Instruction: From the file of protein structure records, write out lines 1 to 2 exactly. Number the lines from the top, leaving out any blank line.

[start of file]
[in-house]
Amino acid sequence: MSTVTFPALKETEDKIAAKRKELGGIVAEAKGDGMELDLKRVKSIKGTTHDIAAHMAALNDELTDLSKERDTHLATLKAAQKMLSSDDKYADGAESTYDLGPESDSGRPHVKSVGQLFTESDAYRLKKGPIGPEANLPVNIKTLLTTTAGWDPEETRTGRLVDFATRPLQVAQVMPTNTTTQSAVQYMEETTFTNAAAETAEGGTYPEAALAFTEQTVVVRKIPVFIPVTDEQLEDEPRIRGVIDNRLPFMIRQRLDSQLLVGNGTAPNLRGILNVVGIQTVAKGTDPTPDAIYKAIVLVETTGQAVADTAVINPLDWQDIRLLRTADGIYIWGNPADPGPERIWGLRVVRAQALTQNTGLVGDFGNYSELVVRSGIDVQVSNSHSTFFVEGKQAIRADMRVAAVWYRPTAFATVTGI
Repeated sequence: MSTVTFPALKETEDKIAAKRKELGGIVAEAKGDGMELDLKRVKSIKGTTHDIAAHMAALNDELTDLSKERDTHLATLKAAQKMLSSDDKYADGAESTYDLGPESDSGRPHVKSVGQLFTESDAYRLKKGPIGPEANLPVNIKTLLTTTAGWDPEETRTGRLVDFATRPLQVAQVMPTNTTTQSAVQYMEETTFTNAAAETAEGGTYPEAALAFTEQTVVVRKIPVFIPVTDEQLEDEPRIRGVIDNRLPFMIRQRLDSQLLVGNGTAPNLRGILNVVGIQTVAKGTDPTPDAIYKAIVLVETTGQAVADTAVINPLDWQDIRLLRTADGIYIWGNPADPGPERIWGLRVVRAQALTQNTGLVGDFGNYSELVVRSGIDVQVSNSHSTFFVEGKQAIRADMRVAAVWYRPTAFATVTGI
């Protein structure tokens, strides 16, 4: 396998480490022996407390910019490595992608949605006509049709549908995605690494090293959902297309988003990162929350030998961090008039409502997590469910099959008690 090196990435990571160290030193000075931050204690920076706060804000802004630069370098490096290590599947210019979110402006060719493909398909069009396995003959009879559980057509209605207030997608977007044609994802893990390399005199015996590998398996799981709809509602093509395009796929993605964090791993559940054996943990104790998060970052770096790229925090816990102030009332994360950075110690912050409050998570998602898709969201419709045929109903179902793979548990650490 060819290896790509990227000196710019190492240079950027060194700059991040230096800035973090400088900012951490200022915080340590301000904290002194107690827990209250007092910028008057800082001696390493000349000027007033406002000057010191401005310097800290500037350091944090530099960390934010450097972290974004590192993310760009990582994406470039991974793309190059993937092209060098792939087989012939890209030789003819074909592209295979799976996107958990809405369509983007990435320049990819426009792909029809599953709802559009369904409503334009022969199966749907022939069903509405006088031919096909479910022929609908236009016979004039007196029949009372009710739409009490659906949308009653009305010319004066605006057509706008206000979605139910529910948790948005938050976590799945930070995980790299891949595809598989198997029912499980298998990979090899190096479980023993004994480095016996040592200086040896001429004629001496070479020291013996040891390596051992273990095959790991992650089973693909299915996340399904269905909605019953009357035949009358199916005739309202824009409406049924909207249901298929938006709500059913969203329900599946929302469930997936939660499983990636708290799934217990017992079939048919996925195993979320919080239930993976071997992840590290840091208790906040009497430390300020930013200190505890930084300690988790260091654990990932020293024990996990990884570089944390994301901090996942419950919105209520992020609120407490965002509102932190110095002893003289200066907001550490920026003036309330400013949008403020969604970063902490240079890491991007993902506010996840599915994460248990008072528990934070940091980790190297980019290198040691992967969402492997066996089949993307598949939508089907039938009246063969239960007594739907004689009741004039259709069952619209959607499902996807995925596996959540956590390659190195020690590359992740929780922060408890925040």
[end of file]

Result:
[in-house]
Amino acid sequence: MSTVTFPALKETEDKIAAKRKELGGIVAEAKGDGMELDLKRVKSIKGTTHDIAAHMAALNDELTDLSKERDTHLATLKAAQKMLSSDDKYADGAESTYDLGPESDSGRPHVKSVGQLFTESDAYRLKKGPIGPEANLPVNIKTLLTTTAGWDPEETRTGRLVDFATRPLQVAQVMPTNTTTQSAVQYMEETTFTNAAAETAEGGTYPEAALAFTEQTVVVRKIPVFIPVTDEQLEDEPRIRGVIDNRLPFMIRQRLDSQLLVGNGTAPNLRGILNVVGIQTVAKGTDPTPDAIYKAIVLVETTGQAVADTAVINPLDWQDIRLLRTADGIYIWGNPADPGPERIWGLRVVRAQALTQNTGLVGDFGNYSELVVRSGIDVQVSNSHSTFFVEGKQAIRADMRVAAVWYRPTAFATVTGI